I notice now also it appears you may have switched from (presumably) rms values to peak values. Or is Vp meant to be the rms line-to-neutral voltage magnitude?
Again to ensure consistency shouldn't one perhaps write...

$$\text {Vab=\sqrt {3}\|Van\|@angle(angle(Van) + 30^o)}$$

|Van| being the magnitude (rms value) of the line-to-neutral voltage.

I would think most people looking at system voltages are generally only interested in the rms values at various points in the system network. The phase angle values are presumably taken for granted - unless one is performing specific analysis in designing systems or performing existing network pedictions such as might arise under fault or unbalanced conditions.

Last edited:

#### Jaunty

Joined Jun 7, 2015
13
Exactly. Thanks t_n_k.

I am still learning the concepts so I wasn't thinking about one having a zero degree reference!

#### MrAl

Joined Jun 17, 2014
8,996
Hi,

When you move between systems you often forget about the original phase reference and take on the new phase reference, unless you specifically need this information. But because loads are usually sensitive only to the new system and dont even have access to the old system, the phase of the loads relative to the new system reference is the only thing that matters so sometimes it is left out entirely.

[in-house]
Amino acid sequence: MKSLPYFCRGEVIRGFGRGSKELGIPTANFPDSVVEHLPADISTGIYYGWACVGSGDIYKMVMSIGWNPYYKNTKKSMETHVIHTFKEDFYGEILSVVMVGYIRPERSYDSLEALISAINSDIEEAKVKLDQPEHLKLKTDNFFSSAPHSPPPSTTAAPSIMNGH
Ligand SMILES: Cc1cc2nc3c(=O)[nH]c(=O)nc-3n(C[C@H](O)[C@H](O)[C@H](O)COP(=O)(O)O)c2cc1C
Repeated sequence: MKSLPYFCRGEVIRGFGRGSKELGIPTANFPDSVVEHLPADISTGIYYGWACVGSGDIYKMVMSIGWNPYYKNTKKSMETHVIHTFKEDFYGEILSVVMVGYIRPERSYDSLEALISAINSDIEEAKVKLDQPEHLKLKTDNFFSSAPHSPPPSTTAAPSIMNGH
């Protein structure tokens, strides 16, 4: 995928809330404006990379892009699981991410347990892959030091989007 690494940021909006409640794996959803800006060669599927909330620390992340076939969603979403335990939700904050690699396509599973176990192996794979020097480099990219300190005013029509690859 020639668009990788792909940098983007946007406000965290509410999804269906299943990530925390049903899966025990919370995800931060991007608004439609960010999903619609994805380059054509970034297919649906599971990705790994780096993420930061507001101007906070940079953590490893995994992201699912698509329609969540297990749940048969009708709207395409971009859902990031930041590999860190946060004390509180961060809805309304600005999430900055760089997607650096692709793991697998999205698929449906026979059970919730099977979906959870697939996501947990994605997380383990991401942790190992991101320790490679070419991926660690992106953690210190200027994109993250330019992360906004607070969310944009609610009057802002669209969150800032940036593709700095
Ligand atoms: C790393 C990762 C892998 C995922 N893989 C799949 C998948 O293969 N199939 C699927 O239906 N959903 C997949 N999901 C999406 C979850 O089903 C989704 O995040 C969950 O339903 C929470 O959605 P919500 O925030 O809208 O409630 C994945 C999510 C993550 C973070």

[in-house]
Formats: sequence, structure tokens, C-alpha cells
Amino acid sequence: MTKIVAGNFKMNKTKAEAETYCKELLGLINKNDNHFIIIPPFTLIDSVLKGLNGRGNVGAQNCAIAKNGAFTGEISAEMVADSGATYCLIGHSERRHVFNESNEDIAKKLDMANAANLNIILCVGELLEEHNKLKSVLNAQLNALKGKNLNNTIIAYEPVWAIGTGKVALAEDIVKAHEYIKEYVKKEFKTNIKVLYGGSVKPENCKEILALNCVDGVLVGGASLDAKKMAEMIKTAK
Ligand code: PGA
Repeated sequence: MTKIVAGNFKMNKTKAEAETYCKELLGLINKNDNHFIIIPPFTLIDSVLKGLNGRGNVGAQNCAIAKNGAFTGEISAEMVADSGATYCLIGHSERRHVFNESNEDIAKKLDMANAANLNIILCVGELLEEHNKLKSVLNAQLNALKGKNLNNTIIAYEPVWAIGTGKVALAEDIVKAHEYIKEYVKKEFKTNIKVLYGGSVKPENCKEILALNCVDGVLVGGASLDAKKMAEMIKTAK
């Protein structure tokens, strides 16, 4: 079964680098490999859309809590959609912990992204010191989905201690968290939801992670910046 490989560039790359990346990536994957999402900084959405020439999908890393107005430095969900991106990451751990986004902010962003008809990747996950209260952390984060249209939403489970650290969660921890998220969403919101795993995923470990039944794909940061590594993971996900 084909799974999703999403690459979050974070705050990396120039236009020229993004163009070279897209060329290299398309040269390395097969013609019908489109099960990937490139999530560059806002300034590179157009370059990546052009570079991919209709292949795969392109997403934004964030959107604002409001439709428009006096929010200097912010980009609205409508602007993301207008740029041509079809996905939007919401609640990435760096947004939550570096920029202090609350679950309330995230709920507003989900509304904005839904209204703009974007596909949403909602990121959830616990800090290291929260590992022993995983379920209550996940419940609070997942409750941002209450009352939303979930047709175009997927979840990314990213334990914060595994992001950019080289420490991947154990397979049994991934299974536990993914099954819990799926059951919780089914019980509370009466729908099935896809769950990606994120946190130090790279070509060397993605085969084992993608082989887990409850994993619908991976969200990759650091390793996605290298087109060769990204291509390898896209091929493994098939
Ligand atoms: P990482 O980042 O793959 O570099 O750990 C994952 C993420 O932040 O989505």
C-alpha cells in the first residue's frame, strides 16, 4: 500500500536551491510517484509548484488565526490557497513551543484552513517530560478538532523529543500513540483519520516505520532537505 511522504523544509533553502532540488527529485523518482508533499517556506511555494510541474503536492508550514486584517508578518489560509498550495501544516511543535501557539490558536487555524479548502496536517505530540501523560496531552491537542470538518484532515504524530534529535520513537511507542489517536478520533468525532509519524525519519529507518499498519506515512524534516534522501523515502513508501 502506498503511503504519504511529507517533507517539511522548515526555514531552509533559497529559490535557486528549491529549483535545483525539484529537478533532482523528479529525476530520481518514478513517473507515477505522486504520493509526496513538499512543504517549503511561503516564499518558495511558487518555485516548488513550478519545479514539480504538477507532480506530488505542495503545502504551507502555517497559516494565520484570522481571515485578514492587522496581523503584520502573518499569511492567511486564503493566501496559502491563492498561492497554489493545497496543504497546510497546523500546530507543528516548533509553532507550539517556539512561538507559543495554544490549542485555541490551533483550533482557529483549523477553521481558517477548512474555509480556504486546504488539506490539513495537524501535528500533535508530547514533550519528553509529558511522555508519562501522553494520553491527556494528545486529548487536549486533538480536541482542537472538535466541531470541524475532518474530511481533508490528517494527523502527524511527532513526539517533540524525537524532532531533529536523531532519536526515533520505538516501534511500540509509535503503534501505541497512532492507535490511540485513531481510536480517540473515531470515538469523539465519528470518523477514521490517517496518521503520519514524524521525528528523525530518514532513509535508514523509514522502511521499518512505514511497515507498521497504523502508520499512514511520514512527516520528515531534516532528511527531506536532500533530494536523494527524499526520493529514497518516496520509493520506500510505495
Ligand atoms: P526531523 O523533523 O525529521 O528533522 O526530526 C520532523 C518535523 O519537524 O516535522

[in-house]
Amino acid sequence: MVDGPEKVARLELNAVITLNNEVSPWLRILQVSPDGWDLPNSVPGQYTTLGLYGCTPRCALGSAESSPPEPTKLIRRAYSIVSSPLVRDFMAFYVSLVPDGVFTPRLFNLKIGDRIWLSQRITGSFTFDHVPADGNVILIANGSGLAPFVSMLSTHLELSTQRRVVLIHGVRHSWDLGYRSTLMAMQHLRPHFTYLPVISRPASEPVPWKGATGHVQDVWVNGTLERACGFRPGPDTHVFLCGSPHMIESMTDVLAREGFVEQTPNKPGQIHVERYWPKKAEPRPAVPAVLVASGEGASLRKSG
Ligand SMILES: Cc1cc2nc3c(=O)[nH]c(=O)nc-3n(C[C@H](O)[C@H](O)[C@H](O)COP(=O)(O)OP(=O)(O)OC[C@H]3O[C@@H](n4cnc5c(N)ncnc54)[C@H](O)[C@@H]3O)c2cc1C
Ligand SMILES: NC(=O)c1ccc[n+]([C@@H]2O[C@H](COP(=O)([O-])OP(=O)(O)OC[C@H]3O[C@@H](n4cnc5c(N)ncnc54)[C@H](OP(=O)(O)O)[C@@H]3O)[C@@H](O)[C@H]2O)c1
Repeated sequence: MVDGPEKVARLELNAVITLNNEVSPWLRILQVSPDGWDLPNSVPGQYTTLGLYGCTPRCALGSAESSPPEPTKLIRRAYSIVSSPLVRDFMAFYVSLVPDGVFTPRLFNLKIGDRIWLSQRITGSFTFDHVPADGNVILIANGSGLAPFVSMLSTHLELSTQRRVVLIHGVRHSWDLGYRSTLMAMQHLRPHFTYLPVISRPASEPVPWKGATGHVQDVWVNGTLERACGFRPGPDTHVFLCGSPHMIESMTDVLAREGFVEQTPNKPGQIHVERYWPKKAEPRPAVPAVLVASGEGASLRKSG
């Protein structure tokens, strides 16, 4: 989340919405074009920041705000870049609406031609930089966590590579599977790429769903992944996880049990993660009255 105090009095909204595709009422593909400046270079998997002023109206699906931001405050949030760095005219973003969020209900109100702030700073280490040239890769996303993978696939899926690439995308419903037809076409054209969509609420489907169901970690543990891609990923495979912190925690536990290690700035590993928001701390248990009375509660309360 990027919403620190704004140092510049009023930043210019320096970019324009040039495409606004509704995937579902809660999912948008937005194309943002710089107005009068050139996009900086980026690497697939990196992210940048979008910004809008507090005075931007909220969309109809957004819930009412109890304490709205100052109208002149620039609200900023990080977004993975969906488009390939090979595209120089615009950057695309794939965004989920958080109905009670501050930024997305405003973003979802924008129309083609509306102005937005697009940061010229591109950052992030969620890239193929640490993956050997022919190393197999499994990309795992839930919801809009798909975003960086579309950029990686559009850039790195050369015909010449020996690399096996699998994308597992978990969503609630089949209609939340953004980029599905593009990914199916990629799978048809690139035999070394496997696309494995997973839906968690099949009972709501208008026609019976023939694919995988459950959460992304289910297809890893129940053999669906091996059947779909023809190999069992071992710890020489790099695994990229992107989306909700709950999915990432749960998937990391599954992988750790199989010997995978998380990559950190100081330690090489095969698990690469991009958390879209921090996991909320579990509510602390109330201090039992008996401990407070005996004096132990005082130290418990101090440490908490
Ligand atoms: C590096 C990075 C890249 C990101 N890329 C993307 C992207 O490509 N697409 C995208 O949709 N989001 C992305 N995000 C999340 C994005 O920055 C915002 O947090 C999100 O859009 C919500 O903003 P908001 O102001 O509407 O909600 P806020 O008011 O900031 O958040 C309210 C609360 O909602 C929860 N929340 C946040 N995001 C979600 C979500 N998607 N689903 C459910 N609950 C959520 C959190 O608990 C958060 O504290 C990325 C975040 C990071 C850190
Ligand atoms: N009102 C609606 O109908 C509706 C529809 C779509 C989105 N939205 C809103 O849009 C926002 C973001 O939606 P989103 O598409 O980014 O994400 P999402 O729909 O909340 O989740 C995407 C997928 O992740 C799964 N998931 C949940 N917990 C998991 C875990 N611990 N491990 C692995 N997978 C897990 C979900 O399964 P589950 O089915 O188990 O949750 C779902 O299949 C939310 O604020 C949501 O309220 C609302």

To state this in terms of both the old system and the new system, if all three phases are shifted by 30 degrees to start and all loads are connected only to the new system, then we dont care what the phase shift is relative to the old system we only care what the phase shift is relative to the new system, and phase A would usually be considered to be zero degrees even though it is 30 degrees apart from the original phase A.

A general way to handle three phase (or more) systems is to first convert everything into a complex form. This means the voltages for all three phases that originally look like:
A: 120v @ 0 degrees
B: 120v @ -120 degrees
C: 120v @ +120 degrees

turn into:
A: Va1+0*j
B: V2a+V2b*j
C: V3a+V3b*j

After doing these simple source transformations using identities:
|V|=sqrt(real^2+imag^2)
Angle=atan2(imag,real)

you can then work the three phase problem as if it was a standard three source problem, just with complex results for voltages, currents, and impedances.

For the final result you end up with one complex number for your quantity:
a+b*j

and you convert this back into magnitude and phase angle.

If you've never done it this way it might look strange, but it is fairly straightforward and helps reduce errors that come up when trying to work in both polar and rectangular systems at the same time.